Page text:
Does A Recall Prove Liability In My Defective Product Injury Case?

When you’ve been injured by a product, you may be able to make a claim for product liability. Product liability is a legal term that covers the legal responsibility manufacturers, distributors, and sellers have if their product injures someone. Product liability covers things like defective products and not adequately warn users about the risks associated with the product. In these cases a person can make a claim for product liability. Proving product liability is pretty complex, but one of the major factors that can impact your case is a product recall.

What Is A Product Recall?

A product recall happens when a manufacturer becomes aware of a potential risk of their products. Recalls are surprisingly common and can come from internally or can come from a government regulatory agency. When a company issues a recall, they will send notice to all the distributors, sellers, and customers of the product. Whatever the risk is can then be mitigated. Sometimes recalls are severe and people are advised to return their product for a refund or the company will offer to fix the product. In other cases, when the risk is minor, the company may send customers a new warning label or part to help reduce the risk.

If The Product That Injured Me Is Recalled, I’m Owed Money, Right?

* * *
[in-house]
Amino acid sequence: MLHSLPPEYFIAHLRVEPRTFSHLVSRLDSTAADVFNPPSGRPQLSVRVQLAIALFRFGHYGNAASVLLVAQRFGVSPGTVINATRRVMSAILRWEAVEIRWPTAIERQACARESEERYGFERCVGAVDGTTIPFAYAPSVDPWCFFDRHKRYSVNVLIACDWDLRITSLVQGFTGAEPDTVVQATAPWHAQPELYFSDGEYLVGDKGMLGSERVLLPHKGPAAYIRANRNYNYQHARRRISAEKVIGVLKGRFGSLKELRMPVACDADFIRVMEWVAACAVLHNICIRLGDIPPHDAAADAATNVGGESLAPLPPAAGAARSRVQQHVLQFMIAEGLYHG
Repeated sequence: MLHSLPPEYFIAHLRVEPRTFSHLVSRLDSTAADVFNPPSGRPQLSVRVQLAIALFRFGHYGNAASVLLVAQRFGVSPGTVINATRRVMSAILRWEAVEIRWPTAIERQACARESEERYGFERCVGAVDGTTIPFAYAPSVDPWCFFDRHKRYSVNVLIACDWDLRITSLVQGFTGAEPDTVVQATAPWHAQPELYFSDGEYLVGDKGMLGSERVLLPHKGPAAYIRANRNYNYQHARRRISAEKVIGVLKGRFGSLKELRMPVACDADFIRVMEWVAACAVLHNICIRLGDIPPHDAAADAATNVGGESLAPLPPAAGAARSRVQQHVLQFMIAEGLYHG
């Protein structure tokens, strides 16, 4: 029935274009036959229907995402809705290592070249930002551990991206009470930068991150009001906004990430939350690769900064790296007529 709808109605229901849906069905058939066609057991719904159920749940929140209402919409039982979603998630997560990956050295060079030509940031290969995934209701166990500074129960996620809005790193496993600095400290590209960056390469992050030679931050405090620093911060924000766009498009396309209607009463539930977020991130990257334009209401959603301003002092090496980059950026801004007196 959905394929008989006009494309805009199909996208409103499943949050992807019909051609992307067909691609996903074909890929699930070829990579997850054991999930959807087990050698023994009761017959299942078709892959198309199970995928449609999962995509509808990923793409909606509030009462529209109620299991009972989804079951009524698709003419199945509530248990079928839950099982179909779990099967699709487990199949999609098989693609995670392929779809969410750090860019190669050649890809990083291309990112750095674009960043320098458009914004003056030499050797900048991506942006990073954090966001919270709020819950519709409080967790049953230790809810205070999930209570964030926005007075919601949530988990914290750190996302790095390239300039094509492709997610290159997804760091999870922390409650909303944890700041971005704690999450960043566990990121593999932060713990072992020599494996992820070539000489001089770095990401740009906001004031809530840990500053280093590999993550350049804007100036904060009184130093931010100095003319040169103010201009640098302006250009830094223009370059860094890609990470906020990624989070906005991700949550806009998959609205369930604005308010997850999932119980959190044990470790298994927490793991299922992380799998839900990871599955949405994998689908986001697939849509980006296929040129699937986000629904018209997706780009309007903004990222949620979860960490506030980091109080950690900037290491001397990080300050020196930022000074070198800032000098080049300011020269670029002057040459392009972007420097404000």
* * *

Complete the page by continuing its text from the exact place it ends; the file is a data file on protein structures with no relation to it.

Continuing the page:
Not technically, no. A recall does not automatically mean that you will get a settlement. You will still have to prove the other claims in a product liability including:

● You have sustained an injury
● The injury was the result of the product
● The product was defective or you were not adequately warned about the risks of using the product

Plus, if they notified you of the recall, but you used the defective product anyway, they are not liable for your injuries. You also have a legal duty to exercise care. If a manufacturer warns you that your airbag is defective and you should not drive your car until the problem is fixed, and you drive your car anyway, they could argue that you did not exercise a duty of a care. Also in some cases, courts do not allow evidence of recalls unless specifically related to your injury presented as evidence. As recalls are often standard and cover minor things, courts may feel some examples of recalls may unfairly prejudice a jury.

So Does A Recall Mean The Manufacturer Isn’t Responsible?

This is also a no. Recalls can help provide strong evidence to the courts that the manufacturer, distributor, or seller is liable. Though they may be part of normal business operations, they don’t automatically get the manufacturer off the hook. If you are injured by a product that was recalled, the manufacturer has to prove that they adequately warned you. Also if the manufacturer warned the seller or distributor to recall the product and they did not, they could liable for your injuries. Finally, in the case of extreme negligence, recall or not, they may still liable. In these cases, they may also have to pay punitive damages.

Product liability cases are very complicated. Even a recall doesn’t just prove the manufacturer is at fault. In order to prove your claim and their liability, you need legal expertise to navigate all these complexities. The St. Peter’s Lawyer can help! Our expert legal team has the knowledge to take on even the most complicated product liability cases. So if you are injured, don’t just rely on a recall to prove your case, contact us instead!.